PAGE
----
They see the hot rod magazines around the house. ... I’m a little more focused on them and where they have to be as kids, which means they have to be good students and they have to get to their lessons on time. We try to do some fun activities. I am a lucky guy. I’ve got a great family. I’ve got a great wife. We’re used to the way my schedule is, but not always thrilled with it.

It’s my art to play music live, you know. So I just them him (Weiss) run with it. I have a say, but we just have our way of doing it. I really would like to record another album but the band has been so busy. We’ll probably try to do a new album this year.

Tell us about your recent instrumentals with Australian rockabilly king Pat Capocci and your alias Reverend Organdrum that sold out?

I’ve done three releases on these little boutique 45s on Fun Guy Records. Now I want to do a fourth on Fun Guy Records, and have Lucky Tubbs be on it. But I keep getting side-tracked, but it’s all good. Reverend Organdrum (Heath Alias) with “Scream and Slide” and the other single is with Pat Capocci with “Capocci’s Crawl” and Side B is “Goose Bumps.” But they were limited pressing, and not really even to be on the Internet.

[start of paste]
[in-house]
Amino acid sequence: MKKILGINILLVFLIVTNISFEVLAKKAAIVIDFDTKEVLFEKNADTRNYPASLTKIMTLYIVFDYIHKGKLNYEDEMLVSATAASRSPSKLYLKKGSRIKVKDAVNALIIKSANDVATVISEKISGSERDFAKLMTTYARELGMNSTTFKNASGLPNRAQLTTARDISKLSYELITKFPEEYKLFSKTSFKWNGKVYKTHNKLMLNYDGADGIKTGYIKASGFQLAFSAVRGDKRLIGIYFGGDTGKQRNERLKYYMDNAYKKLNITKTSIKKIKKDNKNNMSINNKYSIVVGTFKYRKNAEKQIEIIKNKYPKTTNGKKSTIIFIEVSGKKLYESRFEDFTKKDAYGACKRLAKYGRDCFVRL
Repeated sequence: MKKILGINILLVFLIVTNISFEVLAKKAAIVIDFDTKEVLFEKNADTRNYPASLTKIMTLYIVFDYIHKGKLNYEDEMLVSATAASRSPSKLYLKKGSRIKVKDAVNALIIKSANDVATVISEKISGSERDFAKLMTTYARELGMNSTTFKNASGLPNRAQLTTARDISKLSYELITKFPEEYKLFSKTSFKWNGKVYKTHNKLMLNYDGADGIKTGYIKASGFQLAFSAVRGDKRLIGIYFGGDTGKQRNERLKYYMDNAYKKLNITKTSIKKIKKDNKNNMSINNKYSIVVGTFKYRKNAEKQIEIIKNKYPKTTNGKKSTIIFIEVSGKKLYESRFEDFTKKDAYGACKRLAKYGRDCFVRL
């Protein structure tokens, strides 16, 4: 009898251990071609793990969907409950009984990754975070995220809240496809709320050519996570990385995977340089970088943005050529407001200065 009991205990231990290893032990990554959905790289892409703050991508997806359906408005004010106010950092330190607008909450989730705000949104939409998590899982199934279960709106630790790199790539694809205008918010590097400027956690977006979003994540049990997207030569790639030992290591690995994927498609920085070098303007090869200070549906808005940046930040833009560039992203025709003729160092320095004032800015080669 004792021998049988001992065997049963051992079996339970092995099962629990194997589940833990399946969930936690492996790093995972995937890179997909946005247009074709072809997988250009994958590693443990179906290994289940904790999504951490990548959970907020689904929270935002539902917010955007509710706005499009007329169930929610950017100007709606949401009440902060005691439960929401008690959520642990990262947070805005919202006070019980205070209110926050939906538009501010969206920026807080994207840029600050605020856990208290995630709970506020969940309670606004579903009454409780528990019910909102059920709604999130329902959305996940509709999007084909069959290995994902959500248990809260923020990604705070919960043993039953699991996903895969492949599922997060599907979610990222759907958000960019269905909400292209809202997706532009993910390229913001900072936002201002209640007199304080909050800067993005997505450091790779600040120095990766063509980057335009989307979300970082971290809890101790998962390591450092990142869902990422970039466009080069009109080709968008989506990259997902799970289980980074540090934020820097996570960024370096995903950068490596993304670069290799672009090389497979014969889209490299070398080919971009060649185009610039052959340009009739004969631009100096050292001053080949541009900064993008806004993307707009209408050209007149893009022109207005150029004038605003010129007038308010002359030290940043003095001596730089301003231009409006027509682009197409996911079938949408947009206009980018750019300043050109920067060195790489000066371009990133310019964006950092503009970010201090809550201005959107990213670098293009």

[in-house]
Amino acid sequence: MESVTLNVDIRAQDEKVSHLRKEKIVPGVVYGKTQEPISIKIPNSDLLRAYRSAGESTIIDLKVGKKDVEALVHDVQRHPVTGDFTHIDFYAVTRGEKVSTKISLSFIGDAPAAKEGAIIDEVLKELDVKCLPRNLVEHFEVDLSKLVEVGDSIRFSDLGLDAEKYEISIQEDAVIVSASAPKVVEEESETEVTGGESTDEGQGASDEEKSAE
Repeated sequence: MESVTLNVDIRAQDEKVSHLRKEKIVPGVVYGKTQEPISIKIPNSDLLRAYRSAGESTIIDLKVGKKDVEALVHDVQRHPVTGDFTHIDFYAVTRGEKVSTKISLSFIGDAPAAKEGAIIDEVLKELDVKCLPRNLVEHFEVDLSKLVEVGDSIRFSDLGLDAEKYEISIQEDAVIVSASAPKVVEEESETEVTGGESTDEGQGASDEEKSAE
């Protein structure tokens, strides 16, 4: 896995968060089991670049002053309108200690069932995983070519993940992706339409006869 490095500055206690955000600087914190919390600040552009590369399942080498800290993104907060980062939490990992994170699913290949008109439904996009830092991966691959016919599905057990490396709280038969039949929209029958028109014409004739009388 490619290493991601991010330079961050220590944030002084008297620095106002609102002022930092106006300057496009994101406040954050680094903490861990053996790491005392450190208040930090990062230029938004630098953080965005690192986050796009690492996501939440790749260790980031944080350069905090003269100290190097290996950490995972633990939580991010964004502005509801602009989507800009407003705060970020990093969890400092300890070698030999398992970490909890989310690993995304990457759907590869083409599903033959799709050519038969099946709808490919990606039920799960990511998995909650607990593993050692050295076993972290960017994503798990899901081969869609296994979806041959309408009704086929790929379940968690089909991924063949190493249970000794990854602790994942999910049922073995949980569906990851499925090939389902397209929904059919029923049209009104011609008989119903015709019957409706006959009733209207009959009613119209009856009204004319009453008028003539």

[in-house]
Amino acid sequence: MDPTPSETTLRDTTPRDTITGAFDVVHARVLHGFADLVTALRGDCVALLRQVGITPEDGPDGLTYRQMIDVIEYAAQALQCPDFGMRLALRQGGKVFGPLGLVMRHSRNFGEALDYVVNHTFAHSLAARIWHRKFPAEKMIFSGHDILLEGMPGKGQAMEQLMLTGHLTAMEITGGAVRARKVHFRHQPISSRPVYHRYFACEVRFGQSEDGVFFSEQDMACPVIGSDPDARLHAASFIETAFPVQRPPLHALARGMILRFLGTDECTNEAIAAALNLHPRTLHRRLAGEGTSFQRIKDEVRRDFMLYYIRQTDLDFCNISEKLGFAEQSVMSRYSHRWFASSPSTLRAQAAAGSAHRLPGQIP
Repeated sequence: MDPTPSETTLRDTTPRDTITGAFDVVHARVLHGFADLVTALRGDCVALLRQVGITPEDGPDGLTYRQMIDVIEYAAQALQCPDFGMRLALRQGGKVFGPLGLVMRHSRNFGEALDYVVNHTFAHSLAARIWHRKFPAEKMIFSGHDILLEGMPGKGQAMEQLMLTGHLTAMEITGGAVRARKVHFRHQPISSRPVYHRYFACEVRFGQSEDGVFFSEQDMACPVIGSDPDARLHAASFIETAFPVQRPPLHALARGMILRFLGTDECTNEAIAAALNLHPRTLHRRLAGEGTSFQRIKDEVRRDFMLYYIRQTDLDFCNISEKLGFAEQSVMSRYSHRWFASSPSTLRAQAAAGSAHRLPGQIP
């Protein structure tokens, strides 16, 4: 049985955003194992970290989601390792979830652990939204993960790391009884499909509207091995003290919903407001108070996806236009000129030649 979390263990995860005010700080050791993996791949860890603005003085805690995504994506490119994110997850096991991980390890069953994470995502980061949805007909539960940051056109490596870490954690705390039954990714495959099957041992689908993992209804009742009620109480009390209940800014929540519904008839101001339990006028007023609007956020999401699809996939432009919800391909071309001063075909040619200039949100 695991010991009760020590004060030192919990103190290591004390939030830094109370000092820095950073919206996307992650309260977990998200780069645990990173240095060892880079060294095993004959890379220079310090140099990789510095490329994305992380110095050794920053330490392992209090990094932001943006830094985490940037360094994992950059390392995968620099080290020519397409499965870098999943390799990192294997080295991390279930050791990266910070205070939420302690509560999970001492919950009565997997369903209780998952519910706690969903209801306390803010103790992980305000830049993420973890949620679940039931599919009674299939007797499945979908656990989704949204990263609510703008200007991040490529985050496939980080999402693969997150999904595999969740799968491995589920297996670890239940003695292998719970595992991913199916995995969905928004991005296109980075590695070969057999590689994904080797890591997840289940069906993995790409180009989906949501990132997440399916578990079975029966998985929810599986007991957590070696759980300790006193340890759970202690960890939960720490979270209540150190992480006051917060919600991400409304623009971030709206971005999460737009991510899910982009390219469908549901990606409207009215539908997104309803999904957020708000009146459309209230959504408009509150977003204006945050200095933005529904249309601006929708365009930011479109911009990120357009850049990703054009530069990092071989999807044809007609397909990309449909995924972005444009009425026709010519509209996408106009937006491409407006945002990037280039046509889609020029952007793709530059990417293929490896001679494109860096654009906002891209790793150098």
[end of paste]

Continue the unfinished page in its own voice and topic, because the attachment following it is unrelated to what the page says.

Also playing at Viva PHX are the legendary LA punk pioneers. X has been incorporating acoustic versions of their catalog. Is that of interest to you or would that be like taking the bone away from the meaty guitar sound of Jim Heath guitar?

I’ve done a lot of gigs solo lately, where it’s just me playing. I’ve done some listeners. It’s really, really different, and I really, really like it., and you know, I don’t take Reverend Horton Heat for granted at all. So Reverend Horton Heat plays, but every once in a while I will do a solo gig. Me and Jimbo did a little thing we called The Jimbos where it’s just me and him and we got a guy who just playing the brushes. People really like the listener shows where every third song I tell a story.